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Journal of Abnormal Child Psychology

, Volume 39, Issue 4, pp 527–539 | Cite as

Positive Illusions of Social Competence in Girls with and Without ADHD

  • Jeneva L. OhanEmail author
  • Charlotte Johnston
Article

Abstract

We compared social self-competence ratings in 9–12 year old girls with (n = 42) versus without (n = 40) ADHD, relative to ratings of the girls’ social competence made by mothers, teachers, and blind raters during a social laboratory task. Relative to scores from mothers, teachers, and the lab-task, girls with ADHD over-estimated their competence significantly more than control girls. Over-estimates were greater for girls with ADHD who also had heightened oppositional-defiant symptoms, or lower depressive symptoms. Over-estimates were positively related to a socially desirable reporting bias for girls with ADHD, but not for control girls, suggesting that girls with ADHD attempt to present themselves in an unduly positive, self-protective light. For girls with ADHD, over-estimates also were positively related to maladjustment and negatively related to adjustment. However, for girls without ADHD, over-estimates were positively related to adjustment. Overall, over-estimates of competence function differently in girls with and without ADHD.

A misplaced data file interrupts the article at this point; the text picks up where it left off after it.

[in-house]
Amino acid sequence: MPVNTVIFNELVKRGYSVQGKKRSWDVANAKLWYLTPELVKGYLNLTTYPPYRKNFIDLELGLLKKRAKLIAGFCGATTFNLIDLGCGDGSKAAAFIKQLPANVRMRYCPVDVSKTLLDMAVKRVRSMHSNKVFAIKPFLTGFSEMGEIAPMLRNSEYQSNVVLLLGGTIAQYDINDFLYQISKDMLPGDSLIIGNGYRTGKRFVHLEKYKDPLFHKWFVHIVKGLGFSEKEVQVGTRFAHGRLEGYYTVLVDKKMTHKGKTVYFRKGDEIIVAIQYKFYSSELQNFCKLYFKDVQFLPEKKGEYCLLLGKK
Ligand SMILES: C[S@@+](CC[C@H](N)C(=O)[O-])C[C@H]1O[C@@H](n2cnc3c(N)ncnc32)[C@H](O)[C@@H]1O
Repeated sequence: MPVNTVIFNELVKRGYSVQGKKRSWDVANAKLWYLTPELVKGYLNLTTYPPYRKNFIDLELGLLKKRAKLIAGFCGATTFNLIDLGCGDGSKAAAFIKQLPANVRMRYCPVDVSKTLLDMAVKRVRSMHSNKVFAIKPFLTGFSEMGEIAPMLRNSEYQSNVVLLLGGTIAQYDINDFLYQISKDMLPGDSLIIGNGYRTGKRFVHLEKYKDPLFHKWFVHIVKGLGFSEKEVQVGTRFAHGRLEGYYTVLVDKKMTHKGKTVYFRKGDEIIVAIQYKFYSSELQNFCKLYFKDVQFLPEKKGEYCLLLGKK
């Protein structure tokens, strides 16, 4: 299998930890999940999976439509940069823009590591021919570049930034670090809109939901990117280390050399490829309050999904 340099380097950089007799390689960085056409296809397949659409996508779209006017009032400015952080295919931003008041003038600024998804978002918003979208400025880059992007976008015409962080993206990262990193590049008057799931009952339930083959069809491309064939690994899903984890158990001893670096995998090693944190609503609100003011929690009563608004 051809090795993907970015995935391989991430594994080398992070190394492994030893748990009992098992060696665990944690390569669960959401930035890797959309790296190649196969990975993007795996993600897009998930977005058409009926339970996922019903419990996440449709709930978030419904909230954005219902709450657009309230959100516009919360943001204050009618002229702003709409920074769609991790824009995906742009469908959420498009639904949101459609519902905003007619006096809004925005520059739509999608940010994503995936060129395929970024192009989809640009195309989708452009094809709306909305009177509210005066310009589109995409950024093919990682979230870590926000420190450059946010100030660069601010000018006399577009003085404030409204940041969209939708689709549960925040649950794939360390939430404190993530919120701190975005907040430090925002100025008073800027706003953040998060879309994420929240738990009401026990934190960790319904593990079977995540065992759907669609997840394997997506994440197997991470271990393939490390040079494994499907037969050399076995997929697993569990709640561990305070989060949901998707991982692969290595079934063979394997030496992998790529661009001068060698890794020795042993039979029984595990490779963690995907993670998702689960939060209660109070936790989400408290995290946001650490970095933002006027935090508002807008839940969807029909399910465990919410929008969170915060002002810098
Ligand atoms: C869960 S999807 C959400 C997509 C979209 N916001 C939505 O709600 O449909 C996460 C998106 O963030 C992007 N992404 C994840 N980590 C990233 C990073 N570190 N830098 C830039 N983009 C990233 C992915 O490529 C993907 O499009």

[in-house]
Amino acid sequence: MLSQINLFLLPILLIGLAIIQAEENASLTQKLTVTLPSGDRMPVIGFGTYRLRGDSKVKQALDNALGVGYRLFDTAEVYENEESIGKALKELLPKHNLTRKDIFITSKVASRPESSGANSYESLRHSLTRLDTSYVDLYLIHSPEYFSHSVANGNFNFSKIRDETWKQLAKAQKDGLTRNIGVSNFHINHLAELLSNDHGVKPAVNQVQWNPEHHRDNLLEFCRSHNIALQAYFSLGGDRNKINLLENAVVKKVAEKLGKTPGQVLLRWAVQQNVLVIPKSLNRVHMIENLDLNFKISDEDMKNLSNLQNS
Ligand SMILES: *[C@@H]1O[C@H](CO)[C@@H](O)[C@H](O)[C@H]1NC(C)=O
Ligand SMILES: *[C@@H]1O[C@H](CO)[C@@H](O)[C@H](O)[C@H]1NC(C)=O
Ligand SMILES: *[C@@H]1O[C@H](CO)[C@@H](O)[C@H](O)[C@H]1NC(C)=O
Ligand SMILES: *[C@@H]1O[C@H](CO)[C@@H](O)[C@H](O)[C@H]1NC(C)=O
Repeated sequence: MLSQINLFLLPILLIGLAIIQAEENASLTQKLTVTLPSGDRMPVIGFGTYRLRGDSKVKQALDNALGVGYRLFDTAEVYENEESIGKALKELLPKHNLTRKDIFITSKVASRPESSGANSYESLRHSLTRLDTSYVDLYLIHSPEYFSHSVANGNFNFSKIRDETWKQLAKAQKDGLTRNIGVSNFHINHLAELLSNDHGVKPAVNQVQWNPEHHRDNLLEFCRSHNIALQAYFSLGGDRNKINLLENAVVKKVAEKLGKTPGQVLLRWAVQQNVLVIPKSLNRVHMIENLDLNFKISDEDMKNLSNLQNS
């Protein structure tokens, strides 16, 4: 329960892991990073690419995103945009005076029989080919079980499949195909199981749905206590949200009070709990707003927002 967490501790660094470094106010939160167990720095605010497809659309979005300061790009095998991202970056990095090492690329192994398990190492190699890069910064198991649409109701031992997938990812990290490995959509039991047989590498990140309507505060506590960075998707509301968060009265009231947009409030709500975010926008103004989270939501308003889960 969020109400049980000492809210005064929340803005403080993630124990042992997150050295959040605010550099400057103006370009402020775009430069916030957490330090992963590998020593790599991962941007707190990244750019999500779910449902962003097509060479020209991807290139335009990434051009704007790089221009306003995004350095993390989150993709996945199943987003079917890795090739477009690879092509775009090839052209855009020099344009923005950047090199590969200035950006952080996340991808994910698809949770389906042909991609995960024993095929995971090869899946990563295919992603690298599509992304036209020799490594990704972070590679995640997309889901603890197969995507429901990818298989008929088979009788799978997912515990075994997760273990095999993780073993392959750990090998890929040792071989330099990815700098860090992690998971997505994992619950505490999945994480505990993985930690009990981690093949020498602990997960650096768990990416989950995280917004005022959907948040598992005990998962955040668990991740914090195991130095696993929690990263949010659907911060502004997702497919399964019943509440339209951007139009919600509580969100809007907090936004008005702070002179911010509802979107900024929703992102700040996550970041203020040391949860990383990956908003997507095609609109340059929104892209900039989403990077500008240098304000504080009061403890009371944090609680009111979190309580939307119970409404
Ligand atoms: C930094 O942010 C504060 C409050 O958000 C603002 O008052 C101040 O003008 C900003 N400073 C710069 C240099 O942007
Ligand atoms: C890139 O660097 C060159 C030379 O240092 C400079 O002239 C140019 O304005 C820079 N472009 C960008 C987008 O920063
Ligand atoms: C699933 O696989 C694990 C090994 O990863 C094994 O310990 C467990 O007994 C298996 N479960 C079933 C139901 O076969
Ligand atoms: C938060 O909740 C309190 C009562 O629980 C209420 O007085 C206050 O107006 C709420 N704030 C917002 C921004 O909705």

Keywords

ADHD Attention-deficit/hyperactivity disorder Girls Positive illusory bias Social skills Self-perceptions Self-esteem 

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Copyright information

© Springer Science+Business Media, LLC 2011

Authors and Affiliations

  1. 1.School of Psychology & CounsellingQueensland University of TechnologyBrisbaneAustralia
  2. 2.Department of PsychologyUniversity of British ColumbiaVancouverCanada

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